The true Canadian homeownership rate is…

Homeownership in the U.S. is lower than it’s been since 1994. What’s the Canadian experience?

The true Canadian homeownership rate is…
Homeownership in the U.S. is lower than it’s been since 1994. What’s the Canadian experience?

The Wall Street Journal reported last week that the U.S. homeownership rate hit 63.9%, its lowest level of ownership since 1994. To hit ownership levels below that you’d have to go back almost a decade to 1988 when Ronald Reagan left office.

This past year U.S. homeownership took a big hit down 120 basis points. The reason for the decline?

There’s been a significant increase in household formation as the economy strengthens and more young people finally leave the nest. With many of these people renting it lowers the overall homeownership rate. The U.S. hasn’t seen household formation this robust since 2005, a good three years before the financial crisis.

An interesting comment at the end of the WSJ article suggested (Zillow research confirms its authenticity) that the true homeownership rate in the U.S. — those without a mortgage on their home — is 29.3%. In total numbers that’s 20.6 million mortgage-free homeowners.

So, WP wondered about the Canadian experience. What’s our true homeownership rate?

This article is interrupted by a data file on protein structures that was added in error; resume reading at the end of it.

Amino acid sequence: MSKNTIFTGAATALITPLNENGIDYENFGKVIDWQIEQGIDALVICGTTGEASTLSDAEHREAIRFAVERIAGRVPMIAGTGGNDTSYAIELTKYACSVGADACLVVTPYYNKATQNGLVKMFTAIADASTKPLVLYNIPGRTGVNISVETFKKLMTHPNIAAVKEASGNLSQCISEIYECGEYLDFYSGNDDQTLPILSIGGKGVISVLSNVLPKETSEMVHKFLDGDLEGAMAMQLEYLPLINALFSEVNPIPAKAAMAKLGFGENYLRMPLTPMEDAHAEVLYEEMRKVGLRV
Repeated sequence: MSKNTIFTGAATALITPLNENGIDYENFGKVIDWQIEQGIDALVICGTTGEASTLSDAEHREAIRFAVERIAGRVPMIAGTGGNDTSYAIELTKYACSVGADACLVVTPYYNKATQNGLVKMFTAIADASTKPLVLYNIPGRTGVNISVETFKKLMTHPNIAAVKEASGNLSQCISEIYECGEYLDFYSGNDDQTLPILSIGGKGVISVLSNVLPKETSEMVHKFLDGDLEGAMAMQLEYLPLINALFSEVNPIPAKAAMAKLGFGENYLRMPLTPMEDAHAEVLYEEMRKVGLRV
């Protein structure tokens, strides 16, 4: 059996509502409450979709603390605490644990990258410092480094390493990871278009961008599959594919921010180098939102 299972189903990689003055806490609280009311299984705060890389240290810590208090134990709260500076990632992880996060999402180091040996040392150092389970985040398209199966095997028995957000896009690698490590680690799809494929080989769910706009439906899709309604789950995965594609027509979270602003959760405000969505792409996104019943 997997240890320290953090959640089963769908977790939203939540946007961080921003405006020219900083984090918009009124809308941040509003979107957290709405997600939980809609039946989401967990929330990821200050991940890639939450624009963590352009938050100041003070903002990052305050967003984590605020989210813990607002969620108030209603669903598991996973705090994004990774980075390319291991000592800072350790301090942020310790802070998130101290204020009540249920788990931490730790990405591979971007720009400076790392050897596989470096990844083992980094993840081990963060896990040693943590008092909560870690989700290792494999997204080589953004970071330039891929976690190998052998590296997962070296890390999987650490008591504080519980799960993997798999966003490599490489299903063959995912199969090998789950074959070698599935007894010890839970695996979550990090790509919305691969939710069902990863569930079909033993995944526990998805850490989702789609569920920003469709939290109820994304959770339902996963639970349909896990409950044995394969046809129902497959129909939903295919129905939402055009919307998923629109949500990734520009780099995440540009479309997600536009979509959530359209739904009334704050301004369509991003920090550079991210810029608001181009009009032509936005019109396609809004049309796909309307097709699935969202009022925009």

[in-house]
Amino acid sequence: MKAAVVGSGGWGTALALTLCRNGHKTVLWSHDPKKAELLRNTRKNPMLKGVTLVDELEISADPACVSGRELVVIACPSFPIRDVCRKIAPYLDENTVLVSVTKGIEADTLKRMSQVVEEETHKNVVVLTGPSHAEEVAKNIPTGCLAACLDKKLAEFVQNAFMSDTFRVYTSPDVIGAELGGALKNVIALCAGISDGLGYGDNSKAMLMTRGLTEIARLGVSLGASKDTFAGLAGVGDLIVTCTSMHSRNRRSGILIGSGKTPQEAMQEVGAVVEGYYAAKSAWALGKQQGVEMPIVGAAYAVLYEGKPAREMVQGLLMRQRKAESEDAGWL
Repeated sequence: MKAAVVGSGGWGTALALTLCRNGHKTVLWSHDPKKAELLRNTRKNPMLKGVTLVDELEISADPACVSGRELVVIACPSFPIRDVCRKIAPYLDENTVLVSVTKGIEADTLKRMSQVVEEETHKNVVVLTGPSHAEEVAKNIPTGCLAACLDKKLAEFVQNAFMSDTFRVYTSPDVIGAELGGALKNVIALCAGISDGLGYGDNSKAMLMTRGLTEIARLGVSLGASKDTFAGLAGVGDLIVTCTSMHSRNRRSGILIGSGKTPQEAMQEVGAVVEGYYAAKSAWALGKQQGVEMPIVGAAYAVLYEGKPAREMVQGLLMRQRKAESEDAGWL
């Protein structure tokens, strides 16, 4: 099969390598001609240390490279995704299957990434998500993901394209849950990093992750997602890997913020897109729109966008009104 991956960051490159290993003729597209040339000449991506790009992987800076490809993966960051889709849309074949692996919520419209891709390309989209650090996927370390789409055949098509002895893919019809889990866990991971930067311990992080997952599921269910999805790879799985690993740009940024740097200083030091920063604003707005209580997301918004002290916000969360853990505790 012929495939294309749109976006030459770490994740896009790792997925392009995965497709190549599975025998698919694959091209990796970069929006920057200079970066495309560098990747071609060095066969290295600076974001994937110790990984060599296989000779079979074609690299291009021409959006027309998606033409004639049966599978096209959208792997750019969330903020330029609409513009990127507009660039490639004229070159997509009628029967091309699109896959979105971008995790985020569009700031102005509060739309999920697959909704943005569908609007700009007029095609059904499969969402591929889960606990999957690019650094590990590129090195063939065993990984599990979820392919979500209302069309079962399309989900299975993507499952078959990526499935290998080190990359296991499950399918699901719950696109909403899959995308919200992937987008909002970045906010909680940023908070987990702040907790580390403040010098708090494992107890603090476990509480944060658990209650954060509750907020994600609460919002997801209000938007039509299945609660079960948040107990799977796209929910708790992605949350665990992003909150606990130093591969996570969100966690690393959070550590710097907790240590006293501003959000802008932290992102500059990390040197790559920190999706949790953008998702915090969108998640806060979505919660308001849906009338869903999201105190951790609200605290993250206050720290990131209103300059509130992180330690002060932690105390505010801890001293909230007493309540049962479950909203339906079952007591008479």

Well, the stated rate is 69 percent according to CMHC’s 2011 statistics. In those stats CMHC found that Calgary had the highest homeownership rate by major metropolitan city at 72.4%. A separate study by Desjardins Group shows that Calgary homes are still more affordable than those in either Toronto or Vancouver. However,  that’s likely to take a hit if oil prices remain low.

Interestingly, the stated rate of 69 percent increased only marginally (60 basis points) between the 2006 and 2011. A lot of that has to do with immigration. 

But what about the true homeownership rate?

Well, on this front we’re also much better off than the U.S.  According to Statistics Canada’s 2011 National Household Survey, 41.4% of the 9.2 million owner households in this country were mortgage-free. That’s a huge difference over the American experience where interest deductibility seemingly keeps homeowners addicted to debt like heroin to a drug user. 

While the number of mortgage-free Canadians is fairly healthy at the moment, until interest rates go up and stock markets flounder, it’s unlikely that the true rate of ownership will move much beyond the low-40s.


Financial planner Kelly Ho explains that the current environment favors throwing money at your investments rather than your mortgage. “Let’s say you have a variable rate mortgage at 3 percent, and that’s high, and say you allocate money via an investment or savings vehicle that yields 5 to 6 percent over time; you’re already ahead.”